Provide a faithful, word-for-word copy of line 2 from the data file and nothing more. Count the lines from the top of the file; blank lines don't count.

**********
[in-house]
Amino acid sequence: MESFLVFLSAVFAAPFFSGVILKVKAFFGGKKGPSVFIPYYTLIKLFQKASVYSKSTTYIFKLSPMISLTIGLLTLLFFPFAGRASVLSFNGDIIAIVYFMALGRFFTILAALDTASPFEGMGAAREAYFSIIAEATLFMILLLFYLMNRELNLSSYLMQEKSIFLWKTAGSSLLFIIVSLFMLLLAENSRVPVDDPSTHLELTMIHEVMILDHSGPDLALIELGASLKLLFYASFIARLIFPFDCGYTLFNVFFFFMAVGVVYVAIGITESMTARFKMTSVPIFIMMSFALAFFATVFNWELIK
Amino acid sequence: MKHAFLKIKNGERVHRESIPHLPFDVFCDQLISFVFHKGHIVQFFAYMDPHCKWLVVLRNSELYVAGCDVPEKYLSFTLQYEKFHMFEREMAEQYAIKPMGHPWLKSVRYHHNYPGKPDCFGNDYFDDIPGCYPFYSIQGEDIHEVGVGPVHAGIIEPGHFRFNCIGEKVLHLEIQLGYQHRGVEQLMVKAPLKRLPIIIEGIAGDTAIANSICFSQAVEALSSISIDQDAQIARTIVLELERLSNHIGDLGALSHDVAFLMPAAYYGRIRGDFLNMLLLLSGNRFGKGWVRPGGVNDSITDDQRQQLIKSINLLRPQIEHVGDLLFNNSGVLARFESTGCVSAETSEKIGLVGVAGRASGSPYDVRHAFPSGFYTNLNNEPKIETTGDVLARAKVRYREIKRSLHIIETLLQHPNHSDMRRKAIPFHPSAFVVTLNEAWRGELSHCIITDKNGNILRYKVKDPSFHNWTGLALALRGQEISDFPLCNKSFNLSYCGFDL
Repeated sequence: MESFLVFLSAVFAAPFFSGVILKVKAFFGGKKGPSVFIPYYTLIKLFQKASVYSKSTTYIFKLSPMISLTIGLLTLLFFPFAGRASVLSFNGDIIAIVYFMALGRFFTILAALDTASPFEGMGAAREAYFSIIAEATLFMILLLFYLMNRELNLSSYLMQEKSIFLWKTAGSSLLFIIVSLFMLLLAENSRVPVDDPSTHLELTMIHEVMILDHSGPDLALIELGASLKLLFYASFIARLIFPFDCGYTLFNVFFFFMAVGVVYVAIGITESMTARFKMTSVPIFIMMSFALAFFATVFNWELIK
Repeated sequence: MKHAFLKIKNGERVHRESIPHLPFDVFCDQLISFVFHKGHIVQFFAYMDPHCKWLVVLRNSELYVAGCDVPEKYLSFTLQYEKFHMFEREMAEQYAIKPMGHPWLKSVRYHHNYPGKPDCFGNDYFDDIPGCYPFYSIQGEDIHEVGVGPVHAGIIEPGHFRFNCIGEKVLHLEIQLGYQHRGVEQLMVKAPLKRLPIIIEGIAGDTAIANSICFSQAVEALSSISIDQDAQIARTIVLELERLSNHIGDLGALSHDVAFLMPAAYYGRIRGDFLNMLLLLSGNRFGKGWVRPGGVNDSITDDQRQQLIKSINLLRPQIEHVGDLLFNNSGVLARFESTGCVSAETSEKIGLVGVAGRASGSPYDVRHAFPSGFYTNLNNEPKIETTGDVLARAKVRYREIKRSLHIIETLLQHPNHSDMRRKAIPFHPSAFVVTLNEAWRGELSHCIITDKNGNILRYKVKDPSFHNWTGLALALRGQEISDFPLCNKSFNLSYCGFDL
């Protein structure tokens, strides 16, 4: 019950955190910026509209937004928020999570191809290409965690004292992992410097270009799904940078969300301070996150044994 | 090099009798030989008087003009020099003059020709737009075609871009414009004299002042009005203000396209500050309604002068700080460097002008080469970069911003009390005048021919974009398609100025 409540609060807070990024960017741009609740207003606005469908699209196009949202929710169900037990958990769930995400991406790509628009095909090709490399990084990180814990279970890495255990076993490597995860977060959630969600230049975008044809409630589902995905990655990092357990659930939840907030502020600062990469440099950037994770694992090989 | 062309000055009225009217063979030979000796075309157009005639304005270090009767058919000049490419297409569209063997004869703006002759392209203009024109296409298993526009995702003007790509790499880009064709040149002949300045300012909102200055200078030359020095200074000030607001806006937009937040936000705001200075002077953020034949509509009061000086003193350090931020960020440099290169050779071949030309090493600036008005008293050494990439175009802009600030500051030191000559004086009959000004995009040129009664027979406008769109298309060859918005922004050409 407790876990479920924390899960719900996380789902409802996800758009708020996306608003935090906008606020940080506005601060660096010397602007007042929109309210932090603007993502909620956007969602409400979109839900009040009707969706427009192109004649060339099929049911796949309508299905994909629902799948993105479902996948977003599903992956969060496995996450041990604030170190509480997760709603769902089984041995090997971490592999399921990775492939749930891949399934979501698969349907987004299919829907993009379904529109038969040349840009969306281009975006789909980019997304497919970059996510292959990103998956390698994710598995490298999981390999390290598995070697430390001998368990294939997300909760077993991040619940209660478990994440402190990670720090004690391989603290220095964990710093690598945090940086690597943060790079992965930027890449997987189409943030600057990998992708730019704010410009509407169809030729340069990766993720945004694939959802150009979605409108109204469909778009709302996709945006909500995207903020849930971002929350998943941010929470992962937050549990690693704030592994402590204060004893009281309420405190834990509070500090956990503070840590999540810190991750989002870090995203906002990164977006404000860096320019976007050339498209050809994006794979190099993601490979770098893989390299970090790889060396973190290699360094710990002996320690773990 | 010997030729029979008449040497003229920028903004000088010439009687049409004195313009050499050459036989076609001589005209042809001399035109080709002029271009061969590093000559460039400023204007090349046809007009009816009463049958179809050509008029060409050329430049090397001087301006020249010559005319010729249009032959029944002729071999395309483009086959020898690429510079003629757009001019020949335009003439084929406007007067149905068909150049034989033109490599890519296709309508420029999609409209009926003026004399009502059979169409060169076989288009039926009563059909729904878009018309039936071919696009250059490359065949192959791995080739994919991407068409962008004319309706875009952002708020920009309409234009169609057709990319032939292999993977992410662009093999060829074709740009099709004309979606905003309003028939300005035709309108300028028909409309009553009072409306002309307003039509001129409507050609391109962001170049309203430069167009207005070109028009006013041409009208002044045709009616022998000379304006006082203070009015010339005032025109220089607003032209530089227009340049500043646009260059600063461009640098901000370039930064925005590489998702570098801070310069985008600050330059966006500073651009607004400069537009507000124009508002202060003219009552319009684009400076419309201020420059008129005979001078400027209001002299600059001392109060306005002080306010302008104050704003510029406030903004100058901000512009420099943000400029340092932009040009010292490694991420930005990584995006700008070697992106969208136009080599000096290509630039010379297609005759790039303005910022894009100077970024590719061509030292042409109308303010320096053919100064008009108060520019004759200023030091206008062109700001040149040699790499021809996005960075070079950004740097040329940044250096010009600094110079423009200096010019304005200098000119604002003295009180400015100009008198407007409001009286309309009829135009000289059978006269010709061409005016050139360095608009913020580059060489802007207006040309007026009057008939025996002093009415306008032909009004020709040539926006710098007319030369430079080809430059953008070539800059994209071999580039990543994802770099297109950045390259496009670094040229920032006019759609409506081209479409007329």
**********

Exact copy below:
Amino acid sequence: MESFLVFLSAVFAAPFFSGVILKVKAFFGGKKGPSVFIPYYTLIKLFQKASVYSKSTTYIFKLSPMISLTIGLLTLLFFPFAGRASVLSFNGDIIAIVYFMALGRFFTILAALDTASPFEGMGAAREAYFSIIAEATLFMILLLFYLMNRELNLSSYLMQEKSIFLWKTAGSSLLFIIVSLFMLLLAENSRVPVDDPSTHLELTMIHEVMILDHSGPDLALIELGASLKLLFYASFIARLIFPFDCGYTLFNVFFFFMAVGVVYVAIGITESMTARFKMTSVPIFIMMSFALAFFATVFNWELIK